Friday, August 31, 2007

We're Gonna Let It All Hang Out

I think that maybe, just maybe, Haruki Murakami is one of my favorite active novelists. When even your minor work is pretty good, well, that's an excellent sign.

I recently finished After Dark, a slight novel that he released after Kafka on the Shore. The whole book takes place between about 11pm and 6am, which really is the perfect time for a Murakami story. His plots are already so fluid and dreamlike, so this unnatural hour makes an ideal setting for his fantasies to play out.

So, who should NOT read this? As with all Murakami (except Underground), don't read if you're the sort of person who wants "resolution," or "explanations." If you like to have everything all wrapped up and neatly summed up at the end, you will find these books immensely unsatisfying.

Murakami's universe is inherently alogical. Events and characters somehow influence one another without ever coming into contact. You get the feeling that there is a spiritual plane hovering over the story: we don't see anything inside it, but can infer its existence by the way it directs events in reality.

At the same time, he has a firm grounding in the present world, particularly with pop culture. He writes knowledgeably about specific jazz pieces, the layout of parks, how characters prepare their meals, and more. It was particularly interesting for me to read Murakami after my trip to Japan; I think I'm now in a better position to really understand what he means when he describes the Denny's restaurant, or the 7-Eleven, or the other representations of all-night Tokyo existence.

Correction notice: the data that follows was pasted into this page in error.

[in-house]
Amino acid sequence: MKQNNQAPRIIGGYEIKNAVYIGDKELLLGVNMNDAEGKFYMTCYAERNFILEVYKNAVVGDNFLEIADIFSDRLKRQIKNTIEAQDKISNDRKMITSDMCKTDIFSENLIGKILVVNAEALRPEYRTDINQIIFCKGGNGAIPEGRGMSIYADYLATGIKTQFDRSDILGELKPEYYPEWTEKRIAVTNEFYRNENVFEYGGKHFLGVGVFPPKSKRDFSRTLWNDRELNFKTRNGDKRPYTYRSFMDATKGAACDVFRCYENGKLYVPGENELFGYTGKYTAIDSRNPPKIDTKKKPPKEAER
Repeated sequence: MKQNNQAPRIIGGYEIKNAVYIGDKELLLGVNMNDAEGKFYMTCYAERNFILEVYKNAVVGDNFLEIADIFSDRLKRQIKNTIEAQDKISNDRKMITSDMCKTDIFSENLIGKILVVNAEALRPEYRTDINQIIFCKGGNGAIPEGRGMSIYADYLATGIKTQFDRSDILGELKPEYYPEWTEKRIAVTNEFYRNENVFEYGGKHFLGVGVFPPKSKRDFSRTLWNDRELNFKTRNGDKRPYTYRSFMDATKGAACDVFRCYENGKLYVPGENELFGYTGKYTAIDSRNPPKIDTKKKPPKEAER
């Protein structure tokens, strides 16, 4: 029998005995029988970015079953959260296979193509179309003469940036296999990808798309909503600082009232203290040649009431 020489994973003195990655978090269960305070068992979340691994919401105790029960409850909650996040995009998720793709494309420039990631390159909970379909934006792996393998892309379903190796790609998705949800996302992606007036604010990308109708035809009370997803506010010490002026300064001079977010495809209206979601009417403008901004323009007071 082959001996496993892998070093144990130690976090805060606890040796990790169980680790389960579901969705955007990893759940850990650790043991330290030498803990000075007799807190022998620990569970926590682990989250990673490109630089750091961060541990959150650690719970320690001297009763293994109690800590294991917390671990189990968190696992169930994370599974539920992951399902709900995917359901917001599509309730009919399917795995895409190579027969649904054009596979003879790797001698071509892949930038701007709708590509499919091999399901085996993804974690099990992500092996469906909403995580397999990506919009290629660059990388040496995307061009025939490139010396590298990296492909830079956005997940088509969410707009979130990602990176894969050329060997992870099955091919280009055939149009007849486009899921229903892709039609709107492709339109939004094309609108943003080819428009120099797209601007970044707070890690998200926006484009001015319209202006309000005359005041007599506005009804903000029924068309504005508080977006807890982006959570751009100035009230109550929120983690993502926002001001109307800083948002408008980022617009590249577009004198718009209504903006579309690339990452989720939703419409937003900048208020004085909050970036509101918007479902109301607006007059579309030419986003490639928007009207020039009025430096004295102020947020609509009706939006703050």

Probably my one serious complaint with this story is the characters. While they do a great job at carrying out their Murakami role, and are the source of some really interesting dialog and observations, I didn't feel like I got much of a feel for the people themselves. I think, though, that this is probably in large part due to the structure of the story - he had quite a few points of view to divide his time between (including one really interesting disembodied narrator), and only about 200 pages in which to do everything. Then again, the themes of anonymity and separation are crucial to the book, so it may even be deliberate that the reader doesn't really penetrate these characters.

Fortunately for me, there are still plenty more of his books that I haven't read yet. It's exhilarating to have an unexhausted supply of good books, and I'm looking forward to continuing my journey through this very strange world.

Friday, August 24, 2007

Early thoughts on the iPhone

Earlier this week, I was suddenly struck with an overpowering desire to own an iPhone. I was kind of surprised. I had survived through the initial hype without feeling all that compelled to get one, and there hasn't been any recent news about it (this was before the iPhone was "unlocked" [I use the quotation marks because, contrary to mainstream media coverage, there was already a simpler exploit available that used a modified SIM card instead of physically altering the iPhone itself]) to bring it back to mind. I guess it was a slow-developing kind of realization that it was a great phone. Several people around the office have picked them up, and I've just been really impressed whenever I used one.

As previously noted, I've wanted to switch phones and providers for a while. My Sprint contract has been up for a few months, and this seems like a good time to take the leap and grab a 408 area code. I did some hemming and hawing early in the week until I finally said, "Screw it," and ordered the darn thing.